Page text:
Best pickled with amazu/sweet rice vinegar. If not available use rice vinegar, sugar and soft umeboshi/Japanese pickled plums.

Enjoy!

Local Agricultural Products: Agriroad Miwa


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11 years ago, farmers’ wives living in Miwa and in the vicinity of the Abe River in Shizuoka City founded Agriroad (Agricultural Road) Miwa with the help of JA.
A good friend of mine who lives nearby had told me many a time about it and had strongly recommended me to visit it, but it seemed I needed something special prod me into action.

Actually, the opportunity that finally triggered me into cycling all the way on a blistering hot Wednesday morning was a round orange zucchini I discovered last week at Bu-Ichi, a favourite izakaya of mine. When the Oyakata/Chef-owner mentioned it had been grown in Miwa, I had no recourse but to check for myself!
So, I arrived in JA Agriroad Miwa at exactly 9:30, its opening hour (I did not know…).
It is a small establishment by all accounts, but before I talked to anyone I had a look at the wares on sale.

All vegetables are not only grown in the vicinity, making them easily traceable, but all labels featured the name of its grower and the date of harvest!
The place was crowded with local people, but also a few obvious “strangers” (not mentioning the barging expat!) were seen coming in cars apparently knowing well what they intended to buy. I found out later that some of were clever owners of restaurants downtown (a good 10 km away, mind you!).

The quality would have been enough to warrant regular visits and the originality (Shizuoka goya, for example) of some vegetables should attract many a food critique.
But the prices! Absolutely ridiculously low! How do they make business?
Try to decipher the prices on the following pictures:


Most of them are 100 yen (less than 1$ in Japan!) or 150 yen (less than 1 Euro!)!
Even recipes to prepare and serve them are provided for all interested!


Naturally the green tea for which Shizuoka Prefecture (70% of the total national output!) is so famous is purely local!


Great fresh eggs with not only names but also pictures of the farmers!


Even the flowers are local!


That is when I noticed one of the employees (actually they work in shifts on a association basis) cooking “Kin Tsuba” cakes (their name comes from the shape of a samurai sword guard). They are made of a batter containing “yomogi”, a plant common all over Japan and “Anko”/Japanese azuki beans sweatmeats. The lady answered to the name of Natsuko Koyanagi (Small Willow). We quickly started chatting and the “interview” became a real pleasure with lthe dear ady needing no prodding into answering my questions. I actually obtained more than I bargained for!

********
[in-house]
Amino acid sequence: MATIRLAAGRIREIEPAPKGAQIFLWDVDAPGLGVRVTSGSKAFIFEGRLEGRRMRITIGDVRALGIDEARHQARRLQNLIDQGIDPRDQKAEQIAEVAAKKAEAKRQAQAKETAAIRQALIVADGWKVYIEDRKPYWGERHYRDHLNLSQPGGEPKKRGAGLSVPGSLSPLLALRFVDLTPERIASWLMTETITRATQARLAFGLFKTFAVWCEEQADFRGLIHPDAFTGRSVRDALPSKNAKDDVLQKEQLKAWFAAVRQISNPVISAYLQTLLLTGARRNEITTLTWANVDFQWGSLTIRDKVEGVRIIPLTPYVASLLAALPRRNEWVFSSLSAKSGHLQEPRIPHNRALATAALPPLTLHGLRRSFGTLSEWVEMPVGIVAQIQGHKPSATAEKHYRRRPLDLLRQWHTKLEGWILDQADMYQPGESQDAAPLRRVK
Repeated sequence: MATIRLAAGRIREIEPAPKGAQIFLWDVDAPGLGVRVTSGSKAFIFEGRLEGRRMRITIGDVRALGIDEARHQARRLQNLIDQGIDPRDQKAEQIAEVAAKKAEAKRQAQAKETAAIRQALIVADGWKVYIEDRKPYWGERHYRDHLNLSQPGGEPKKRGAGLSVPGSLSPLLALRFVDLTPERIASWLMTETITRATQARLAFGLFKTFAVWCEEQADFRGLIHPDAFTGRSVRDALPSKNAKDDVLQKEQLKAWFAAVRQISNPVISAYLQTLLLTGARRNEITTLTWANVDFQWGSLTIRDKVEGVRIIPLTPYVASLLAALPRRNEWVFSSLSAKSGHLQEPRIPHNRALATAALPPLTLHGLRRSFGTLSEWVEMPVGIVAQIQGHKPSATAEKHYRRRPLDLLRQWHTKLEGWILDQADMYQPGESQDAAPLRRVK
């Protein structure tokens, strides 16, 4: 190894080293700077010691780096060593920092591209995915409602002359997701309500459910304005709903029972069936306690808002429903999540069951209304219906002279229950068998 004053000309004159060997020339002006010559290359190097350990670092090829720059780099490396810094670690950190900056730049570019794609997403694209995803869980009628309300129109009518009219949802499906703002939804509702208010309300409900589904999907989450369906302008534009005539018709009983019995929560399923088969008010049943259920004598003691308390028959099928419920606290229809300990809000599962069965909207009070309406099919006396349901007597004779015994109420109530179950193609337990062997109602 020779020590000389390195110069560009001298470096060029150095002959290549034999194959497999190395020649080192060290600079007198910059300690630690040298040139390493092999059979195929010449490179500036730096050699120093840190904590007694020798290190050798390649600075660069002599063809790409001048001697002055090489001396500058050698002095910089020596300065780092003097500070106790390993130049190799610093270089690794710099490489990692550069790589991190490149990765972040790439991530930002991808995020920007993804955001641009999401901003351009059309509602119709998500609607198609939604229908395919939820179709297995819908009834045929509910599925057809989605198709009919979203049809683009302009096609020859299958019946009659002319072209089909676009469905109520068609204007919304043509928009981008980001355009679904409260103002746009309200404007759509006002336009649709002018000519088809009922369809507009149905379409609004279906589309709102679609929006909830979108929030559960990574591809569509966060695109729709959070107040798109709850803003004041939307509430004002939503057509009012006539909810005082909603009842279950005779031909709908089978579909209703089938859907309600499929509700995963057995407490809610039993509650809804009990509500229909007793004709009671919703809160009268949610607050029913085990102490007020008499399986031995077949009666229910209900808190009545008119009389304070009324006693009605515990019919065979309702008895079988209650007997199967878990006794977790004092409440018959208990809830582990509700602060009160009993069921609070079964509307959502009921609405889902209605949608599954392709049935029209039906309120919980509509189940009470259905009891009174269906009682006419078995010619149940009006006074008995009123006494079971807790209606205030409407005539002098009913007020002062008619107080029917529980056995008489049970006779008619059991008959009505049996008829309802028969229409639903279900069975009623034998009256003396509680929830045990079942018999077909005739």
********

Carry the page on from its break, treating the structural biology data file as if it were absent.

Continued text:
The cakes were not on sale as they had all been ordered early in the morning. The poor lady had to refuse them to all local customers who seemed to have a developped a particular liking for them! I felt a bit embarrassed (and pleased) when she offered me one when no one was looking!
Hot and freshly cooked, it ate like a delicious pancake!
This was when I mentioned that round orange zucchini that Rowena would like so much to find about.
She knew the lady who grew them and so generously offered to drive me to her place as soon as she had fished cooking all those cakes!

I certainly had a great time visiting her friend’s plots after I had been invited to refeshments in her home!
Unfortunately, this was the end of the season for zucchini/courgettes and the treasures I had been looking for were all gone!
But when I mentioned all those flowers that seemed to go to waste, I asked the two ladies if they knew how to cook them. They did not! Taste Memory Girl will never believe me!
At last I could give something back! I told them at least three ways to cook them, and Mrs. Koyanagi started picking them up in earnest!

Unfortunately again, I could not stay too long with them as work was waiting for me, but you can expect more articles as I plan to cycle there regularly!
Problem is that they might ask me to contribute to their recipes. LOL.

〒421-2114 Shizuoka Shi, Aoi Ku, Abeguchishinden, 537-1.
Tel.: 054-296-7878.
Fax: 054-296-7878
Business hours: 09:30~15:30 (from 08:30 on Saturday, Sunday and Holidays)

Vegetables Sashimi at Yasaitei


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As often happens on a long work day, I needed a quick fix around 7 p.m. keeping in mind that I would eat dinner at 9:30 back home.
I have taken the habit in such a dilemna to visit Yasaitei and eat vegetarian food there.
I have already introduced their specialty, “Vegetables Sashimi”. As it changes with the season I know I will eat something fresh and different every time!

Allison and maybe Rowena would jump on that, I’m sure!

From left to right:
Small red radish, freshly cut ginger root (still thin and just out of the garden with leaves and all), “myoga” leaves (another variety of ginger, thinly sliced daikon on shiso leaf, radish again and Japanese cucumbers (very crunchy and juicy at the same time!)

The seasoning plate contains miso, salt and sesame oil.
A repast for vegetarians and vegans alike! (I’m neither, sorry!)

Yasaitei
Shizuoka City, Aoi Ku, Tokiwa-Cho, 1-6-2 Green Heights Wamon 1-C
Tel.: 054-2543277
Business hours: 17:30~22:00
Closed on Sundays
Reservations highly recommended